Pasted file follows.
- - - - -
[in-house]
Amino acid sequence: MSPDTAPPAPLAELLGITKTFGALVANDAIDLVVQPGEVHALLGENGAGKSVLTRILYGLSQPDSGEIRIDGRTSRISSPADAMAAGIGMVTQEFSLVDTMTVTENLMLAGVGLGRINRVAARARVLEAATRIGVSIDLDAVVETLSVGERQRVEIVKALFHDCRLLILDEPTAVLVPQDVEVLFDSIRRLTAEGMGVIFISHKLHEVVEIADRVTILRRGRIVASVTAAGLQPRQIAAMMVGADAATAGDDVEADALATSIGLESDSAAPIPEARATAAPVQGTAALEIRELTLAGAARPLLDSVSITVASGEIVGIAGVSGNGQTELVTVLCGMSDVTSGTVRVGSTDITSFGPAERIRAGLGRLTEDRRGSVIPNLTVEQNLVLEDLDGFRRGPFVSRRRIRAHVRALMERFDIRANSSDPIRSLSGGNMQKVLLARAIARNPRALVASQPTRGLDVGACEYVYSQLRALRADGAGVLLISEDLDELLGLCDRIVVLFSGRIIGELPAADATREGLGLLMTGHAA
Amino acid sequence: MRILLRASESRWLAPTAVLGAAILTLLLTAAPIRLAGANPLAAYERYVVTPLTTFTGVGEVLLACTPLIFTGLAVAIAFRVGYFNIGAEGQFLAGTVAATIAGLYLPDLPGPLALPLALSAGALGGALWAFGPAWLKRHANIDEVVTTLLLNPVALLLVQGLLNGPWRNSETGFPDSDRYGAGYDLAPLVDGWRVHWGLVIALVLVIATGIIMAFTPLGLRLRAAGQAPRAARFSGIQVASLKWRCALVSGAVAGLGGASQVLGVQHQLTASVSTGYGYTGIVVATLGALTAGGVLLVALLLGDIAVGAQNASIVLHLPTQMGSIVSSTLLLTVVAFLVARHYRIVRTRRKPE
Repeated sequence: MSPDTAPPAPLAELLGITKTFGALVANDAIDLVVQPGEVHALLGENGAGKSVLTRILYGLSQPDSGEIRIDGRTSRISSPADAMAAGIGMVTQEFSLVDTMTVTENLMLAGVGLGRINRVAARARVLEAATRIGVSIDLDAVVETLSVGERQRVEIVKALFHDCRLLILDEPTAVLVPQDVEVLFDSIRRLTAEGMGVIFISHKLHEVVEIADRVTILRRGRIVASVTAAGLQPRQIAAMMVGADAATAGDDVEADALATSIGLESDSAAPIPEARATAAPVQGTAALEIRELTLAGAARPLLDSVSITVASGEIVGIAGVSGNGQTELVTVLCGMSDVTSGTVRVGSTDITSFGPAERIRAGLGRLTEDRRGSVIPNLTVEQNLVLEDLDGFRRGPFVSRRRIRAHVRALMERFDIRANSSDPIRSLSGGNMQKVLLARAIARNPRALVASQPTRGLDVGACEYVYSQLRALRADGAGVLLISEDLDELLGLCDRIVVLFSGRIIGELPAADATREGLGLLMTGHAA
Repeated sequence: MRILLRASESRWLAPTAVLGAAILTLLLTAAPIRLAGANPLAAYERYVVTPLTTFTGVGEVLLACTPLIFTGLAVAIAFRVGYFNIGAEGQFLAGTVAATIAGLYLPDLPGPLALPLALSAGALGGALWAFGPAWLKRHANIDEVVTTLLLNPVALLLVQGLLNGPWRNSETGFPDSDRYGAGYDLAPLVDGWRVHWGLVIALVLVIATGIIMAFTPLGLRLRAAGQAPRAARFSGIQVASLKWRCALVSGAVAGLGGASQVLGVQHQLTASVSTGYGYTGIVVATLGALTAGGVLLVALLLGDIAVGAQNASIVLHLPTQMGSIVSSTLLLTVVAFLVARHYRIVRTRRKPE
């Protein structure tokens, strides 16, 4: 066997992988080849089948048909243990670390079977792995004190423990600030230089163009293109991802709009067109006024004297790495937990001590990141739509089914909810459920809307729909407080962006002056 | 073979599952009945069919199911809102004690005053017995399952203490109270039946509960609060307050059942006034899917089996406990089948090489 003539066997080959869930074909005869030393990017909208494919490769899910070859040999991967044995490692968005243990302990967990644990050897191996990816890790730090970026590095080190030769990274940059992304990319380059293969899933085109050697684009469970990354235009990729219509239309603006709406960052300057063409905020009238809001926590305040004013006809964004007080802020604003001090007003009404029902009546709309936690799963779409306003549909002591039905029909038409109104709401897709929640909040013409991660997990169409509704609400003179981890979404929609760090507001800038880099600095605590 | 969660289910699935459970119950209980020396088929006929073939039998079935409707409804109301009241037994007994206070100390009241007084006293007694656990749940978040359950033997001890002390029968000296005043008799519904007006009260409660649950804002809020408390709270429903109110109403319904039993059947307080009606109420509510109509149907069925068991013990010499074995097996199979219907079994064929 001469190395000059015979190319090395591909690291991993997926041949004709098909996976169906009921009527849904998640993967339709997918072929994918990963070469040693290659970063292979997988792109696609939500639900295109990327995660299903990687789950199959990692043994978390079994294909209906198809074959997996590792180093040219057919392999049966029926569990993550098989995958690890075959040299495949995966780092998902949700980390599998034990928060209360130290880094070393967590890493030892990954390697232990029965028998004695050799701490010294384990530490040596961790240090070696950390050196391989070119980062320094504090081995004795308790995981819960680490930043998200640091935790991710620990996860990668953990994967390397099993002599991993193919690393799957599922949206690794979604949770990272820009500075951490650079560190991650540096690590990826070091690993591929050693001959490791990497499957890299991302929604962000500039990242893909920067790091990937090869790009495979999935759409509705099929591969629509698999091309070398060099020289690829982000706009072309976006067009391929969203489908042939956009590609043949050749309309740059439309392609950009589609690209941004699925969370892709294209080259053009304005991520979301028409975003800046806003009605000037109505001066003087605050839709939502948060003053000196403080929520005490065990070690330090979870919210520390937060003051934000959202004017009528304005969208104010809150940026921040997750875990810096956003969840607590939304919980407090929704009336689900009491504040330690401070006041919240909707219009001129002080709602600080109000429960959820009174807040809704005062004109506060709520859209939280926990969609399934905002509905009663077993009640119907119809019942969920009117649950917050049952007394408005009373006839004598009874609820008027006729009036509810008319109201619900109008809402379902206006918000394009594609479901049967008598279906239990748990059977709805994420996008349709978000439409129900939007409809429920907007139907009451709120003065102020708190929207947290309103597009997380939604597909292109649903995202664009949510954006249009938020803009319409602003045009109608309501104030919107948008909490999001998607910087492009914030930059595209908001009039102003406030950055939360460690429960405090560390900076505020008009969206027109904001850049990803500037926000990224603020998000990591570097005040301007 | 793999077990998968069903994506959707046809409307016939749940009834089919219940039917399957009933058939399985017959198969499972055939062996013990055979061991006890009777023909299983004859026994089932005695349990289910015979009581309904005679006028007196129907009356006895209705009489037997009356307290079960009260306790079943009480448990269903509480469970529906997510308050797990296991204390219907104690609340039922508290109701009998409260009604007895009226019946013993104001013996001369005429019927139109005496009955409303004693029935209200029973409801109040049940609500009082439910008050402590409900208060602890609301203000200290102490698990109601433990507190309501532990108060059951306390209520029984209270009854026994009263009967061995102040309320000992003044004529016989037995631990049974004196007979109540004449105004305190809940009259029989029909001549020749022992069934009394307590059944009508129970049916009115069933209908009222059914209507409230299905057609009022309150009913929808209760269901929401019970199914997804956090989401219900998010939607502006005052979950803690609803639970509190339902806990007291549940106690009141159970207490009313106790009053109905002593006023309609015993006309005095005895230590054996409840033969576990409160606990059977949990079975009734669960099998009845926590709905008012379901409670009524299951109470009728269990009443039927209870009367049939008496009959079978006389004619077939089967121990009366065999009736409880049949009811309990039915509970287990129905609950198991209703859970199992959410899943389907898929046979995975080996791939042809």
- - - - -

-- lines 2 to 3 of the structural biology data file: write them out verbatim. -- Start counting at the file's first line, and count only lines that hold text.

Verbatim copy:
Amino acid sequence: MSPDTAPPAPLAELLGITKTFGALVANDAIDLVVQPGEVHALLGENGAGKSVLTRILYGLSQPDSGEIRIDGRTSRISSPADAMAAGIGMVTQEFSLVDTMTVTENLMLAGVGLGRINRVAARARVLEAATRIGVSIDLDAVVETLSVGERQRVEIVKALFHDCRLLILDEPTAVLVPQDVEVLFDSIRRLTAEGMGVIFISHKLHEVVEIADRVTILRRGRIVASVTAAGLQPRQIAAMMVGADAATAGDDVEADALATSIGLESDSAAPIPEARATAAPVQGTAALEIRELTLAGAARPLLDSVSITVASGEIVGIAGVSGNGQTELVTVLCGMSDVTSGTVRVGSTDITSFGPAERIRAGLGRLTEDRRGSVIPNLTVEQNLVLEDLDGFRRGPFVSRRRIRAHVRALMERFDIRANSSDPIRSLSGGNMQKVLLARAIARNPRALVASQPTRGLDVGACEYVYSQLRALRADGAGVLLISEDLDELLGLCDRIVVLFSGRIIGELPAADATREGLGLLMTGHAA
Amino acid sequence: MRILLRASESRWLAPTAVLGAAILTLLLTAAPIRLAGANPLAAYERYVVTPLTTFTGVGEVLLACTPLIFTGLAVAIAFRVGYFNIGAEGQFLAGTVAATIAGLYLPDLPGPLALPLALSAGALGGALWAFGPAWLKRHANIDEVVTTLLLNPVALLLVQGLLNGPWRNSETGFPDSDRYGAGYDLAPLVDGWRVHWGLVIALVLVIATGIIMAFTPLGLRLRAAGQAPRAARFSGIQVASLKWRCALVSGAVAGLGGASQVLGVQHQLTASVSTGYGYTGIVVATLGALTAGGVLLVALLLGDIAVGAQNASIVLHLPTQMGSIVSSTLLLTVVAFLVARHYRIVRTRRKPE